Skip to main content

Renger, Annemarie (1919–)

Renger, Annemarie (1919–)

German politician. Name variations: Annemarie Renger-Loncarevic. Born Annemarie Wildung in Leipzig, Oct 7, 1919; dau. of Fritz Wildung (one of the founders of German socialist workers' sports movement) and Martha (Scholz) Wildung; had 4 brothers (3 of whom were killed on battlefields as German soldiers during WWII) and 1 sister; attended a lyceum in Berlin; m. Emil Renger (advertising manager), 1938 (killed fighting near Chartres, France, 1944); m. Aleksandar Loncarevic; children: (1st m.) Rolf Renger (b. 1938).

One of the best-known women in public office in West Germany, began working as personal assistant to Social Democratic leader Kurt Schumacher (1945); successfully ran as a Social Democratic candidate for a seat representing Schleswig-Holstein in the Bundestag (1953); would retain her parliamentary seat without interruption until 1990; was a member of SPD Parteivorstand (managing committee, 1961–73) and a member of SPD Parteipräsidium (party council, 1970–73); was 1 of the 4 members of SPD parliamentary office responsible for the financial, personnel, and organizational affairs of the party within the Bundestag (1969–72); elected president of the Bundestag (1972), the 1st woman to hold that office; relinquished the Bundestag presidency to run unsuccessfully for presidency of the Federal Republic (1976), then became the Bundestag's vice-president, a post she retained until the 1st national elections of newly unified Germany were held in Dec 1990; retired from politics (1990); was chair of the Bundestag delegates working for better German-Israeli relations and chaired German Helsinki Human Rights Committee; was also a leading personality of German Council for the European Movement, serving as its president for many years.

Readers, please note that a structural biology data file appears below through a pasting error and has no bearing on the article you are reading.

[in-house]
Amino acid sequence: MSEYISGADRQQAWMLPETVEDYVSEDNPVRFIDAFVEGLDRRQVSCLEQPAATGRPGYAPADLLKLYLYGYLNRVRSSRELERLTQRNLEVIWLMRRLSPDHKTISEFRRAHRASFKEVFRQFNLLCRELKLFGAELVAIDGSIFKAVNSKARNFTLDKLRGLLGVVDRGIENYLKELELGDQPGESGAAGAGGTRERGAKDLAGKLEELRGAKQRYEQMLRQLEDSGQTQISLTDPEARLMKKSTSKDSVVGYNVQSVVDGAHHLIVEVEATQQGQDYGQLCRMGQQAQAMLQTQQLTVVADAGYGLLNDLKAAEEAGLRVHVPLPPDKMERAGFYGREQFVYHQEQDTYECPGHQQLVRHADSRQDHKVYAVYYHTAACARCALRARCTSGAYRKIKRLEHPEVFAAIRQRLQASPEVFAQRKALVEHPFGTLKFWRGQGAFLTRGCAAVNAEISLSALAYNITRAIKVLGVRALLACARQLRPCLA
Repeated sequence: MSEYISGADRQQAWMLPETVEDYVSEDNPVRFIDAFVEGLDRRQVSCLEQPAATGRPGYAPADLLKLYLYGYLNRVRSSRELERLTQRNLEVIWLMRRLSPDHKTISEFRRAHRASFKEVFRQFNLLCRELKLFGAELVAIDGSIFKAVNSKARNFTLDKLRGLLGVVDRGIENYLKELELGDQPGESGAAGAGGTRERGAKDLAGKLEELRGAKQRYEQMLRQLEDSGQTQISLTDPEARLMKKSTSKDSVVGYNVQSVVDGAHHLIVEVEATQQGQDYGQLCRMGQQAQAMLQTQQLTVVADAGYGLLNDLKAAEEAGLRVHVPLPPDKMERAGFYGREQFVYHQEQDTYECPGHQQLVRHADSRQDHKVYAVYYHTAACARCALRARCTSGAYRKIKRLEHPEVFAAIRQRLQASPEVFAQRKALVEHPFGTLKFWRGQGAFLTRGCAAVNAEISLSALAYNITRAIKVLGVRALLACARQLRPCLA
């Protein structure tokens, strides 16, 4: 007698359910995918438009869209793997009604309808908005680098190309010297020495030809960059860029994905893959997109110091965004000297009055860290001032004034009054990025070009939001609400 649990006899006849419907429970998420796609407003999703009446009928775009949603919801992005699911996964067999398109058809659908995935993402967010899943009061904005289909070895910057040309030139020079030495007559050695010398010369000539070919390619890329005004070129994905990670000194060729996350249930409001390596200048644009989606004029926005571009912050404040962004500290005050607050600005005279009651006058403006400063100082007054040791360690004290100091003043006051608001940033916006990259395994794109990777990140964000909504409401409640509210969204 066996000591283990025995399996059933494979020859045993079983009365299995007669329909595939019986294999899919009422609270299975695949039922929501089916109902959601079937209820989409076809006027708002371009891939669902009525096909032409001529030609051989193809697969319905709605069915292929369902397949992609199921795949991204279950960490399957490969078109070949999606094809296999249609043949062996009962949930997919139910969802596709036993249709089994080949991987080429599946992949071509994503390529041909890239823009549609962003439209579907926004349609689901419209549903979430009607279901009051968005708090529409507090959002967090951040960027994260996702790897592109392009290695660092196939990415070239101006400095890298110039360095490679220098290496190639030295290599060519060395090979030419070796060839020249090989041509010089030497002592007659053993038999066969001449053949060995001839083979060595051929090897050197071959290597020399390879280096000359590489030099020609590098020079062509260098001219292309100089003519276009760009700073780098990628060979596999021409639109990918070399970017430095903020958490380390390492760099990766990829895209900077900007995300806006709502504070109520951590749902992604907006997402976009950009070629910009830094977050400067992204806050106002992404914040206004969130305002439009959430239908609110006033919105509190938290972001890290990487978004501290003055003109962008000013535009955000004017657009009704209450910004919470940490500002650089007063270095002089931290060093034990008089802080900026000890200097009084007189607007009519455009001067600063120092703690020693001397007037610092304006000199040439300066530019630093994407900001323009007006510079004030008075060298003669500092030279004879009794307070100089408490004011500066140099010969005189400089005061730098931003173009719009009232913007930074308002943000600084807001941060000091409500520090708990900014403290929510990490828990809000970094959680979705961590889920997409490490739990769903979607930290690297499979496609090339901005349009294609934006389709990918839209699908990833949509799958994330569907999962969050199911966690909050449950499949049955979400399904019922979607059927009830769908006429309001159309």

See also Women in World History.

Cite this article
Pick a style below, and copy the text for your bibliography.

  • MLA
  • Chicago
  • APA

"Renger, Annemarie (1919–)." Dictionary of Women Worldwide: 25,000 Women Through the Ages. . Encyclopedia.com. 16 Nov. 2018 <https://www.encyclopedia.com>.

"Renger, Annemarie (1919–)." Dictionary of Women Worldwide: 25,000 Women Through the Ages. . Encyclopedia.com. (November 16, 2018). https://www.encyclopedia.com/women/dictionaries-thesauruses-pictures-and-press-releases/renger-annemarie-1919

"Renger, Annemarie (1919–)." Dictionary of Women Worldwide: 25,000 Women Through the Ages. . Retrieved November 16, 2018 from Encyclopedia.com: https://www.encyclopedia.com/women/dictionaries-thesauruses-pictures-and-press-releases/renger-annemarie-1919

Learn more about citation styles

Citation styles

Encyclopedia.com gives you the ability to cite reference entries and articles according to common styles from the Modern Language Association (MLA), The Chicago Manual of Style, and the American Psychological Association (APA).

Within the “Cite this article” tool, pick a style to see how all available information looks when formatted according to that style. Then, copy and paste the text into your bibliography or works cited list.

Because each style has its own formatting nuances that evolve over time and not all information is available for every reference entry or article, Encyclopedia.com cannot guarantee each citation it generates. Therefore, it’s best to use Encyclopedia.com citations as a starting point before checking the style against your school or publication’s requirements and the most-recent information available at these sites:

Modern Language Association

http://www.mla.org/style

The Chicago Manual of Style

http://www.chicagomanualofstyle.org/tools_citationguide.html

American Psychological Association

http://apastyle.apa.org/

Notes:
  • Most online reference entries and articles do not have page numbers. Therefore, that information is unavailable for most Encyclopedia.com content. However, the date of retrieval is often important. Refer to each style’s convention regarding the best way to format page numbers and retrieval dates.
  • In addition to the MLA, Chicago, and APA styles, your school, university, publication, or institution may have its own requirements for citations. Therefore, be sure to refer to those guidelines when editing your bibliography or works cited list.